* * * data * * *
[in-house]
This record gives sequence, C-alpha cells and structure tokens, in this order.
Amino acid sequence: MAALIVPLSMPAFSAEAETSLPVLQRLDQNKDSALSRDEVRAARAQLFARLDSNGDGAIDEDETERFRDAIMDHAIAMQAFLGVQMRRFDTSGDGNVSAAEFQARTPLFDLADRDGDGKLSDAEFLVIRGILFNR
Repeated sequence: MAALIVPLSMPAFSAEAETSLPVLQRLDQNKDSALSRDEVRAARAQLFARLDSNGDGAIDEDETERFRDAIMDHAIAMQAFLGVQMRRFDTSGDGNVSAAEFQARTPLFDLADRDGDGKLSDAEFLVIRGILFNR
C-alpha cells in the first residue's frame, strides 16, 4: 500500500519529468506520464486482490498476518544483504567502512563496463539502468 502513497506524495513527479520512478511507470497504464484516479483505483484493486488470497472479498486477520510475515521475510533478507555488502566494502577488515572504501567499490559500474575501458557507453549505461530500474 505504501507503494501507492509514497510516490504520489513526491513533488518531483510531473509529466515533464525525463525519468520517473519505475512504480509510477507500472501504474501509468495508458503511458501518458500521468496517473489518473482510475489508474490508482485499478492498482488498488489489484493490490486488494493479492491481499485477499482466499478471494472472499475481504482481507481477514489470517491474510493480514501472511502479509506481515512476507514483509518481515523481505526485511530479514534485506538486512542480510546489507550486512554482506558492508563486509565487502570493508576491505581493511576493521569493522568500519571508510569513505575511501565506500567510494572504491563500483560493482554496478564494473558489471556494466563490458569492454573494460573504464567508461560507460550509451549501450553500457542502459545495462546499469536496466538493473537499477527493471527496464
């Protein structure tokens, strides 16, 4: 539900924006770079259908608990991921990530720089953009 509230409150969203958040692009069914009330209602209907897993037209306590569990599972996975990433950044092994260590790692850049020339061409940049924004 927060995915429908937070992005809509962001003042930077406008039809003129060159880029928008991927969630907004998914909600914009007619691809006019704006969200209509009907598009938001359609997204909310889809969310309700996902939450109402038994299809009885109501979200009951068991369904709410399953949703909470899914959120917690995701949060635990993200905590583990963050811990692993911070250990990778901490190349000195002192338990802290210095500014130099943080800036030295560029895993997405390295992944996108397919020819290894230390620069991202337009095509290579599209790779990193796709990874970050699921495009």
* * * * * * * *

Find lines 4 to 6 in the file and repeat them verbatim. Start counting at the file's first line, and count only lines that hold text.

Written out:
Repeated sequence: MAALIVPLSMPAFSAEAETSLPVLQRLDQNKDSALSRDEVRAARAQLFARLDSNGDGAIDEDETERFRDAIMDHAIAMQAFLGVQMRRFDTSGDGNVSAAEFQARTPLFDLADRDGDGKLSDAEFLVIRGILFNR
C-alpha cells in the first residue's frame, strides 16, 4: 500500500519529468506520464486482490498476518544483504567502512563496463539502468 502513497506524495513527479520512478511507470497504464484516479483505483484493486488470497472479498486477520510475515521475510533478507555488502566494502577488515572504501567499490559500474575501458557507453549505461530500474 505504501507503494501507492509514497510516490504520489513526491513533488518531483510531473509529466515533464525525463525519468520517473519505475512504480509510477507500472501504474501509468495508458503511458501518458500521468496517473489518473482510475489508474490508482485499478492498482488498488489489484493490490486488494493479492491481499485477499482466499478471494472472499475481504482481507481477514489470517491474510493480514501472511502479509506481515512476507514483509518481515523481505526485511530479514534485506538486512542480510546489507550486512554482506558492508563486509565487502570493508576491505581493511576493521569493522568500519571508510569513505575511501565506500567510494572504491563500483560493482554496478564494473558489471556494466563490458569492454573494460573504464567508461560507460550509451549501450553500457542502459545495462546499469536496466538493473537499477527493471527496464
């Protein structure tokens, strides 16, 4: 539900924006770079259908608990991921990530720089953009 509230409150969203958040692009069914009330209602209907897993037209306590569990599972996975990433950044092994260590790692850049020339061409940049924004 927060995915429908937070992005809509962001003042930077406008039809003129060159880029928008991927969630907004998914909600914009007619691809006019704006969200209509009907598009938001359609997204909310889809969310309700996902939450109402038994299809009885109501979200009951068991369904709410399953949703909470899914959120917690995701949060635990993200905590583990963050811990692993911070250990990778901490190349000195002192338990802290210095500014130099943080800036030295560029895993997405390295992944996108397919020819290894230390620069991202337009095509290579599209790779990193796709990874970050699921495009």